Saudi’s MbS will eventually take Biden’s call

By and

NEW YORK, March 10 (Reuters Breakingviews) - Mohammed bin Salman isn’t taking Joe Biden’s calls. Saudi Arabia’s de facto leader has ignored pleas from the American president to pump more oil after the United States and Britain boycotted Russian output, the Wall Street Journal reported. That’s unlikely to last.

Crude prices have spiked 20% since Russia invaded Ukraine last month. That’s partly due to sanctions as well as a broader wariness from oil buyers. Though the United States produced 11.2 million daily barrels of crude oil in 2021, it will struggle to fully replace the more than 4 million barrels a day previously exported by Russia. Saudi, which in 2021 pumped 9.1 million daily barrels, has the capacity to help.

Along with the Organization of the Petroleum Exporting Countries and other drillers including Russia, Saudi has scaled back production since the global pandemic pushed Brent crude as low as $20 a barrel in April 2020. The country has scope to produce 12.2 million barrels per day, the International Energy Agency reckons. Throw in the United Arab Emirates and spare capacity is theoretically more than 3 million barrels a day. That could make a big difference to the market: the suggestion that the UAE might pump more sent oil prices down 13% to $111 a barrel on Wednesday.

MbS has an incentive to keep Biden on hold. It’s less than a year since the U.S. president publicly blamed the crown prince for the October 2018 killing of journalist Jamal Khashoggi and prioritized communication with his father, King Salman. The Saudi government budget breaks even with oil prices at $67 a barrel, according to S&P Global, so the price spike provides a big fiscal boost. Expensive oil has also pushed Saudi Aramco’s (2222.SE) market capitalization above $2 trillion, fueling speculation that the state-controlled oil giant could sell shares at a better valuation than its underwhelming 2019 initial public offering.

Still, MbS’s leverage has limits. His “Vision 2030” ambitions to diversify the country away from oil depend on inflows of Western capital and labor. Executives from his planned mega-city of Neom are due to meet bankers and investors in New York next month, Bloomberg reported. The crown prince could decide to distance Saudi from the United States, stay neutral on Russia and cozy up to China instead. But it’s more likely that he will teach Biden a lesson, before pumping more oil.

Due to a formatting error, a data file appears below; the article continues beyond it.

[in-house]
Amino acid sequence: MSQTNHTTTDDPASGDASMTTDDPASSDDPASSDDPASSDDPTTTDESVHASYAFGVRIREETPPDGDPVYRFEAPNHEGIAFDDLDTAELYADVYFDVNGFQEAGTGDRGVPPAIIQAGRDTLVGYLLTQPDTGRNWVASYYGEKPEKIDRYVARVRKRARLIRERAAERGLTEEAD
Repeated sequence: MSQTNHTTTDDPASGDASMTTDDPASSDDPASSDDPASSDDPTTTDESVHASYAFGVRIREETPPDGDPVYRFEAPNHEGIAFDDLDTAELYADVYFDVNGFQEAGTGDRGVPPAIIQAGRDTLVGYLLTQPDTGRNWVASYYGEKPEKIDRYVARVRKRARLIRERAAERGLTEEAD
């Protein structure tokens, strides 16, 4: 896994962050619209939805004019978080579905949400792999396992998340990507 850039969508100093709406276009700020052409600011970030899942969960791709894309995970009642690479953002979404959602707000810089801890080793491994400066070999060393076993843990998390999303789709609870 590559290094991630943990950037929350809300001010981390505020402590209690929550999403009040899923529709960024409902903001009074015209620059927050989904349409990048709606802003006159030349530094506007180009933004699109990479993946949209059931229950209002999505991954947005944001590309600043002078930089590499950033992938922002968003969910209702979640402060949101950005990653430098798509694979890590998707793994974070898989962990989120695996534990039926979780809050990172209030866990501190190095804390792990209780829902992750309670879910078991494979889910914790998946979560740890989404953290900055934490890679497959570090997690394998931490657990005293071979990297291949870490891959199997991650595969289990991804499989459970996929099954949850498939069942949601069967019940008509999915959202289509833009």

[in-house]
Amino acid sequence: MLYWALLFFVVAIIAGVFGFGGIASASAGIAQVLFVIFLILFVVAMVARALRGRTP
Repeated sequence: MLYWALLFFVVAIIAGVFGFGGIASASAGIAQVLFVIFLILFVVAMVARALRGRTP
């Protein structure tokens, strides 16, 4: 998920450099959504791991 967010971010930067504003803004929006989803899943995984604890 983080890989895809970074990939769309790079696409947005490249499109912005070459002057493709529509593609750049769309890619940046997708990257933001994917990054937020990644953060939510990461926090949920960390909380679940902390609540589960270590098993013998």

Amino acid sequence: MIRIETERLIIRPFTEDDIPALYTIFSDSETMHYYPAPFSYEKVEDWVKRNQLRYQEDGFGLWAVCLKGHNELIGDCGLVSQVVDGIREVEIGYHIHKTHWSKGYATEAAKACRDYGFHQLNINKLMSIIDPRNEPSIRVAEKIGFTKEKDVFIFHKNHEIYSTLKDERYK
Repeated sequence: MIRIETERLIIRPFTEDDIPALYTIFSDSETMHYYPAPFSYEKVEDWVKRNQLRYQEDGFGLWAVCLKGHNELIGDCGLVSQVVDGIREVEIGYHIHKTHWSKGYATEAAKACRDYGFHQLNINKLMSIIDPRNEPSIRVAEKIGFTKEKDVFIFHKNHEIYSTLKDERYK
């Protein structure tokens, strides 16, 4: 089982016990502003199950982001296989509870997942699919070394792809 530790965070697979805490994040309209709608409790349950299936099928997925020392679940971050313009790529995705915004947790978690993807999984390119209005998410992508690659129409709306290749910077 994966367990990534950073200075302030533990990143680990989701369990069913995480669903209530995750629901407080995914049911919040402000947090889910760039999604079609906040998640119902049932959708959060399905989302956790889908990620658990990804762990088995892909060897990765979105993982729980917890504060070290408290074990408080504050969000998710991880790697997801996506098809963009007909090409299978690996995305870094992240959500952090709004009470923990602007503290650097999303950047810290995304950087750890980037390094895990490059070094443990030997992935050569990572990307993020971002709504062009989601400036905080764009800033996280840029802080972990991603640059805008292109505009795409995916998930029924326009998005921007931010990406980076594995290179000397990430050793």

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(The authors are Reuters Breakingviews columnists. The opinions expressed are their own.)


- The White House has tried unsuccessfully to set up phone calls between U.S. President Joe Biden and Mohammed bin Salman, Saudi Arabia’s de facto leader, the Wall Street Journal reported on March 8. The crown prince did speak to Russian President Vladimir Putin, the WSJ reported.

- The United Arab Emirates will not act on its own to raise oil output, a UAE source familiar with the matter told Reuters on March 10.

- The UAE’s ambassador to Washington, Yousef Al Otaiba, had said in a statement the embassy posted on Twitter on March 9 that Abu Dhabi favoured an increase in oil production and would encourage the Organization of the Petroleum Exporting Countries to consider higher output. But in a later statement, Energy Minister Suhail al-Mazrouei said the country believed in the value OPEC+, which includes other producers like Russia, brought to the market.

- Global oil prices fell 13% on March 9 after Al Otaiba’s comments. As of 0915 GMT on March 10, Brent crude oil was trading at $116 a barrel, up 4%.

Column by Lauren Silva Laughlin in New York and George Hay in London. Editing by Peter Thal Larsen and Oliver Taslic

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